The temporomandibular joints, TMJ, are the lower jaw hinges that sit on either side of the head in front of each ear. They are responsible for the lower jaw opening, closing, sliding, and rotating. The TMJs are the most body’s most complex joints. The typical person uses them more than 5,000 times a day by talking, laughing, yawning, chewing, eating, smiling, and swallowing.
What is TMJ Dysfunction?
TMJ dysfunction occurs when one or both joints become inflamed or injured causing pain and immobility in the jaw area. Because these joints are used so often and tend to be far more mobile than most other joints in the body, they can be prone to pain.
It is important that both joints work together because if they don’t it could result in more pressure on one joint than the other and this could cause the pain and discomfort that is associated with TMJ dysfunction.
What are the symptoms of TMJ Dysfunction?
There are many symptoms of TMJ dysfunction and they may vary depending on the patient, the extent of inflammation or injury, and the cause of the dysfunction. The symptoms may appear suddenly when there is injury to the joint, or they can gradually develop over a period of months or even years. They may be mild and barely noticeable or they can be severe and debilitating. The most common symptoms of TMJ dysfunction include:
- Jaw pain
- Jaw pain when moving the joint such as chewing or talking
- Popping or clicking of the joint
- Pain in the face or side of the neck
- Locking jaw
- Clogged or “stopped up” ear
- Ringing in the ears (tinnitus)
TMJ dysfunction can significantly impact a person’s quality of life because the pain prevents them from doing many things they normally do, and often the jaw itself simply no longer functions as it should.
What causes TMJ Dysfunction?
Damage to the joint is the primary cause of pain associated with TMJ dysfunction. This can be the result of trauma such as:
- Dental work
- Sports injury
- Getting punched or hit
- Car accident
- Slip and fall accident
Subtle movements done repetitively can also cause TMJ dysfunction:
- Grinding teeth
- Holding a phone between the head and shoulder
- Clenching teeth
- Nail biting
- Gum chewing (excessive)
- Eating hard or tough foods
How can upper neck misalignment cause TMJ dysfunction?
When the upper neck sustains trauma such as whiplash it can cause a misalignment. This can also cause TMJ dysfunction in a couple of ways. It can cause one side to work harder or sustain more pressure than the other, or it can put excess pressure on the trigeminal nerve. This causes irritation and inflammation.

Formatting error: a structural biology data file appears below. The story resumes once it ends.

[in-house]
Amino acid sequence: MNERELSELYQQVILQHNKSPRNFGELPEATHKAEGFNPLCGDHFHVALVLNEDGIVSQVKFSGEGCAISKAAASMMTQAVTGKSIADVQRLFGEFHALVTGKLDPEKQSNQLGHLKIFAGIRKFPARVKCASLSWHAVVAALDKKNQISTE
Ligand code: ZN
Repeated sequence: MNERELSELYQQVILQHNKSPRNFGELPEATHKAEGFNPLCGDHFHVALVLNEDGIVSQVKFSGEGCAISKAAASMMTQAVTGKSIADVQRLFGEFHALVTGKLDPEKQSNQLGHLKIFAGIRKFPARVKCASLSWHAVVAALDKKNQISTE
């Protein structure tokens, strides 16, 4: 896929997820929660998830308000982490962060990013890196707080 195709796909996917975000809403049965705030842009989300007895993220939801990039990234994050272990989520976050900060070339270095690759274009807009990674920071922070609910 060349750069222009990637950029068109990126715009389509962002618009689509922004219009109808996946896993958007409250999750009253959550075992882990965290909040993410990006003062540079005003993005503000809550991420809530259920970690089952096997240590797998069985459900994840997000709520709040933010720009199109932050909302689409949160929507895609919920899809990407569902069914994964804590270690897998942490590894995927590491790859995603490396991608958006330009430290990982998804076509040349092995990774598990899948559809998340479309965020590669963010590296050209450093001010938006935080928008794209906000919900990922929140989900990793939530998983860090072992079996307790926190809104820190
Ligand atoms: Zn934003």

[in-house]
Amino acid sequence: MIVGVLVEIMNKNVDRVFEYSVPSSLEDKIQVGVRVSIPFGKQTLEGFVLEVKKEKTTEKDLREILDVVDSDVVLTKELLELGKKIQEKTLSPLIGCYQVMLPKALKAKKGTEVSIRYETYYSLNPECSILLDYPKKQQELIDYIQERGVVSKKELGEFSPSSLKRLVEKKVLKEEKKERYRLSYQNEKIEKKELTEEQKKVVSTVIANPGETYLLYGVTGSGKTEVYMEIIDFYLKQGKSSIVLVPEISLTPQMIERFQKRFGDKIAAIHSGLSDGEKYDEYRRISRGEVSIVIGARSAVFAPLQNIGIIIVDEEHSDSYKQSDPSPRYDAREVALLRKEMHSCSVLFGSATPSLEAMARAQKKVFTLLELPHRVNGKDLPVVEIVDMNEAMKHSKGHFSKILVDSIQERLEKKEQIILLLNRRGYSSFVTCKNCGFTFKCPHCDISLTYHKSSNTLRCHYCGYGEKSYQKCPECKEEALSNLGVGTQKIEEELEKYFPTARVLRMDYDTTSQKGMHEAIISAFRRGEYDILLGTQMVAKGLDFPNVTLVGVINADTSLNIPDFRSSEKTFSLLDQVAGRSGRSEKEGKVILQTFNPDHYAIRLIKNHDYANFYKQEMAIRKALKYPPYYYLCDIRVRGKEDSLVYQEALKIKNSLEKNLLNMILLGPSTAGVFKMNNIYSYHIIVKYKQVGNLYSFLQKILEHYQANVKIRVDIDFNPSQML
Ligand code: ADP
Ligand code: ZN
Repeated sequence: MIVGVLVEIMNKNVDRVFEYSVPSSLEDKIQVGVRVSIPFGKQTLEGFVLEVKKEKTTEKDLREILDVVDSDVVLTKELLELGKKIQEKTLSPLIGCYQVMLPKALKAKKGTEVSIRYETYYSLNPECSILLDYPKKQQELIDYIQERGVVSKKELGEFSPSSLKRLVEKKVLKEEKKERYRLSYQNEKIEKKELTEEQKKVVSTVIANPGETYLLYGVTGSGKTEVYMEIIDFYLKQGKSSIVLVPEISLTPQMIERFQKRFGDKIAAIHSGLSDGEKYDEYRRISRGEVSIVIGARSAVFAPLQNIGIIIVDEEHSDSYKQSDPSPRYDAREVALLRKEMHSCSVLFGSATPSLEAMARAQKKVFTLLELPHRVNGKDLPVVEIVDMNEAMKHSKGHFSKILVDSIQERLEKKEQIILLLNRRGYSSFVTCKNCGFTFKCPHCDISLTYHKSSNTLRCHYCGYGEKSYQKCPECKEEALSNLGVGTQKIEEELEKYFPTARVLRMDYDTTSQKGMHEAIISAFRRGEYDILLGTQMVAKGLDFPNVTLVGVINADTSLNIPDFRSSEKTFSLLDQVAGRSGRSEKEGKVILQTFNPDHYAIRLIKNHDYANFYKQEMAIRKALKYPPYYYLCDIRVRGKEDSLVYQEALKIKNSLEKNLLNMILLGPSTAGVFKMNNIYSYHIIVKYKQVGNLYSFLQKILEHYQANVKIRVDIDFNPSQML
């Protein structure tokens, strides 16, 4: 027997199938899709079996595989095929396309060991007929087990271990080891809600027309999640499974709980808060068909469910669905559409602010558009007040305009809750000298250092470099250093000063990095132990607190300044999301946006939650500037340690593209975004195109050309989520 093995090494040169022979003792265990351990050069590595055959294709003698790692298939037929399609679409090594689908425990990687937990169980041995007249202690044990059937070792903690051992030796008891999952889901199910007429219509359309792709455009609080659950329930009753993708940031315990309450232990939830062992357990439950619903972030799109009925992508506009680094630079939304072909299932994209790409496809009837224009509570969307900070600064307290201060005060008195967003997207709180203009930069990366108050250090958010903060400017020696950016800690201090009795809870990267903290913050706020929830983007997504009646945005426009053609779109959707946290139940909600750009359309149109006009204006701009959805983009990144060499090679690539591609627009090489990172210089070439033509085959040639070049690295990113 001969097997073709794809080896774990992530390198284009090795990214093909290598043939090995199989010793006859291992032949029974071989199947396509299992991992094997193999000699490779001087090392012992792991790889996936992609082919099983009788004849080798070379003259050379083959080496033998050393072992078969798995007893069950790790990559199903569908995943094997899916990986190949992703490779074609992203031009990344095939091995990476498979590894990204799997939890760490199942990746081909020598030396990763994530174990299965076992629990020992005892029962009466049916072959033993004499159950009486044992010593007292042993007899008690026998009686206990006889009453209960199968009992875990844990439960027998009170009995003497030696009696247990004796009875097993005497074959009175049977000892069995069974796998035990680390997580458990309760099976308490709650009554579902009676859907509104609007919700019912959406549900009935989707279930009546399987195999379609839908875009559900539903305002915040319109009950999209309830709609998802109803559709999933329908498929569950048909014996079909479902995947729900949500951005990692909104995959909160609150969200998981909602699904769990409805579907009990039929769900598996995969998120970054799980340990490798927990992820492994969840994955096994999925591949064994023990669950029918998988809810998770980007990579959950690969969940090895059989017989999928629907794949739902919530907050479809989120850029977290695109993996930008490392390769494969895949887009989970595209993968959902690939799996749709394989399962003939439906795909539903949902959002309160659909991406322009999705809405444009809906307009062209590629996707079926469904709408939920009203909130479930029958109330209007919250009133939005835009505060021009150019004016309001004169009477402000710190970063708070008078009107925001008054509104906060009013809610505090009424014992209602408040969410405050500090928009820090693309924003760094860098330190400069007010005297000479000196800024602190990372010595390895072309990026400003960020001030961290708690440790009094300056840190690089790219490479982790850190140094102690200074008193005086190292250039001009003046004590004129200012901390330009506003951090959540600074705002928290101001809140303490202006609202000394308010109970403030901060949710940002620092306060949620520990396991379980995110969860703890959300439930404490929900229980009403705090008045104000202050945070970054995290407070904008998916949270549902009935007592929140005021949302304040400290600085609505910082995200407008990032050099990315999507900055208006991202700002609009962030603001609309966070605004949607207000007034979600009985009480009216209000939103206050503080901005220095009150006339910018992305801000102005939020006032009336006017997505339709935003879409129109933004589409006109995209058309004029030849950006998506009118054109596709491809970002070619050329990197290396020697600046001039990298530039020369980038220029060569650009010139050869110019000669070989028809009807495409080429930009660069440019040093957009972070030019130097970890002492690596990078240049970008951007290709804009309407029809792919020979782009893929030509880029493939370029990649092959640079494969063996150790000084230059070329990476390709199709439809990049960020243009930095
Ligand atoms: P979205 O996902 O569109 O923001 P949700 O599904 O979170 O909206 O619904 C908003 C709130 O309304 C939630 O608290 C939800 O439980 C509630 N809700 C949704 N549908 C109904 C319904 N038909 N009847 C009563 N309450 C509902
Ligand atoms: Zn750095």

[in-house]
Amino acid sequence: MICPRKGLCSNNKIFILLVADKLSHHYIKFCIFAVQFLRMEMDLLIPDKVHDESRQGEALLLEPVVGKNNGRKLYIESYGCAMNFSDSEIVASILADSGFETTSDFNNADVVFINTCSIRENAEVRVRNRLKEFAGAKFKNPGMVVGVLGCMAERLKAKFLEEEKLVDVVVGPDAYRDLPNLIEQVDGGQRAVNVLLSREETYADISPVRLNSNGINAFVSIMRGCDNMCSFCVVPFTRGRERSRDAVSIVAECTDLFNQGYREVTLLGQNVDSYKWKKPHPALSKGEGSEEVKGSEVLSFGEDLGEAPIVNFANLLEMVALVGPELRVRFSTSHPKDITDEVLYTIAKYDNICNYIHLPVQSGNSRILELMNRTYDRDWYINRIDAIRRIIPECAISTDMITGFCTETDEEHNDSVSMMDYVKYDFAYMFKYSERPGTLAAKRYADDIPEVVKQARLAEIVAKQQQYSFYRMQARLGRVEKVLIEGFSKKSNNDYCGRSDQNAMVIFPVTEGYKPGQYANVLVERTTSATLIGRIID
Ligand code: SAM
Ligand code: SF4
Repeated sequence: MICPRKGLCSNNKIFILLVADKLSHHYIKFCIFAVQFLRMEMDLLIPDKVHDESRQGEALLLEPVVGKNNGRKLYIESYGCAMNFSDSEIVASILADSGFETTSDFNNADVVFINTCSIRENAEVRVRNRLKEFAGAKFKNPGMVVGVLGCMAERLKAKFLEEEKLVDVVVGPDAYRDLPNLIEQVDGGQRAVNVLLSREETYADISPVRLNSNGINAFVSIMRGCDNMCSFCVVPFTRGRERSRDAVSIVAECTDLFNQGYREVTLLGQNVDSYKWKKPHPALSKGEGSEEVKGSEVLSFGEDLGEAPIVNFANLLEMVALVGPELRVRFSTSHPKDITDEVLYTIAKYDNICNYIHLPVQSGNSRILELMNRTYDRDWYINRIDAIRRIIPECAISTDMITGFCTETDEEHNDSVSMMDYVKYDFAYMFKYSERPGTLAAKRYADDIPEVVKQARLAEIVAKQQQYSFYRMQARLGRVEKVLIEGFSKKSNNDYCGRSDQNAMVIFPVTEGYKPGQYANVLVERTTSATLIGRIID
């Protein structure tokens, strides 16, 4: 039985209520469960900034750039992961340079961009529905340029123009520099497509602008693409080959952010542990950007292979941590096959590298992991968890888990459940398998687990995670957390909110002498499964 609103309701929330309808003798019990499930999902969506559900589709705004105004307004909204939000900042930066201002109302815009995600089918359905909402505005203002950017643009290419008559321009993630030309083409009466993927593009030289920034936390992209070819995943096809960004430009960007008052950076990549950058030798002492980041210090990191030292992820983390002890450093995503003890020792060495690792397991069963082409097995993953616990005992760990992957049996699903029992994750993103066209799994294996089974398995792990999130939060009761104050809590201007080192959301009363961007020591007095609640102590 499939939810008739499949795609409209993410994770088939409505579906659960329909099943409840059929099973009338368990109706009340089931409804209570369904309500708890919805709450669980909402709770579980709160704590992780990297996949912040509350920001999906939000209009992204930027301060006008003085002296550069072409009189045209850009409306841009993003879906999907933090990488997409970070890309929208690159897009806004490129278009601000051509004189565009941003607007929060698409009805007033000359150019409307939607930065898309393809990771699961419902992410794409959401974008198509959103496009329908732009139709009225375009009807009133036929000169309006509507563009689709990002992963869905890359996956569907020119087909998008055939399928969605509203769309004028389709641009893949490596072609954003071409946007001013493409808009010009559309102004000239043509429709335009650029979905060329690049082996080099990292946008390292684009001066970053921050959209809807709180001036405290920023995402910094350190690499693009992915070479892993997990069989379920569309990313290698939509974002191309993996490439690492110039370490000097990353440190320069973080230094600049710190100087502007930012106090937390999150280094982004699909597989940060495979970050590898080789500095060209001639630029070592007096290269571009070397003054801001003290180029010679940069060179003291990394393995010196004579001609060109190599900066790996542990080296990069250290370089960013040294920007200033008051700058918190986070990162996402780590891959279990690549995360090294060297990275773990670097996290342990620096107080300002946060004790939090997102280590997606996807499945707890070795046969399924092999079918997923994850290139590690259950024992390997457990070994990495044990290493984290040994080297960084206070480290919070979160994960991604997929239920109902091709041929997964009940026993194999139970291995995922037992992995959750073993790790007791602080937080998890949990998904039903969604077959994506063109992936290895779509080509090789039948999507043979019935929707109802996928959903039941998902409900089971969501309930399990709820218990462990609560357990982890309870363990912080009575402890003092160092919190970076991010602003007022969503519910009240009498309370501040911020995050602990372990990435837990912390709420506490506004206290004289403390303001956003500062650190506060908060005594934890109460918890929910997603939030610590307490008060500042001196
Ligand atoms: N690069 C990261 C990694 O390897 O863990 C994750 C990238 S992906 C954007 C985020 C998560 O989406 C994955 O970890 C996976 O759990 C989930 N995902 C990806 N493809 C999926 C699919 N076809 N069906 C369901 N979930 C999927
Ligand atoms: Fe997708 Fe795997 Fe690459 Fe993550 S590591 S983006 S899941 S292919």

When left untreated, the condition can become severe. The misalignment keeps the joints from working as they should because opening and closing the jaw pinches the disc. This results in painful spasms in the shoulder and neck muscles when the patient does simple, everyday activities like talking, smiling, eating, or laughing.
Chiropractic for TMJ dysfunction
Chiropractic can be a very effective treatment for TMJ dysfunction, especially if it is due to neck misalignment. A chiropractor will perform spinal adjustments in order to realign the spine and neck, bringing the body back into balance. This will allow the jaw to work as it should, minimizing rubbing or friction in the joint.
The patient may also be told to apply heat, massage, and do special exercises for TMJ dysfunction that will help the joints heal and help to minimize the pain.
TMJ dysfunction is not always easy to diagnose so it is wise to talk to your chiropractor and get a diagnosis before attempting any treatment or home remedies for TMJ. Regular chiropractic treatment can not only relieve the pain of TMJ and help to heal it, it can also help prevent it. Your chiropractor can be a great ally in this endeavor.
This article is copyrighted by Blogging Chiros LLC for its Doctor of Chiropractic members and may not be copied or duplicated in any manner including printed or electronic media, regardless of whether for a fee or gratis without the prior written permission of Blogging Chiros, LLC.
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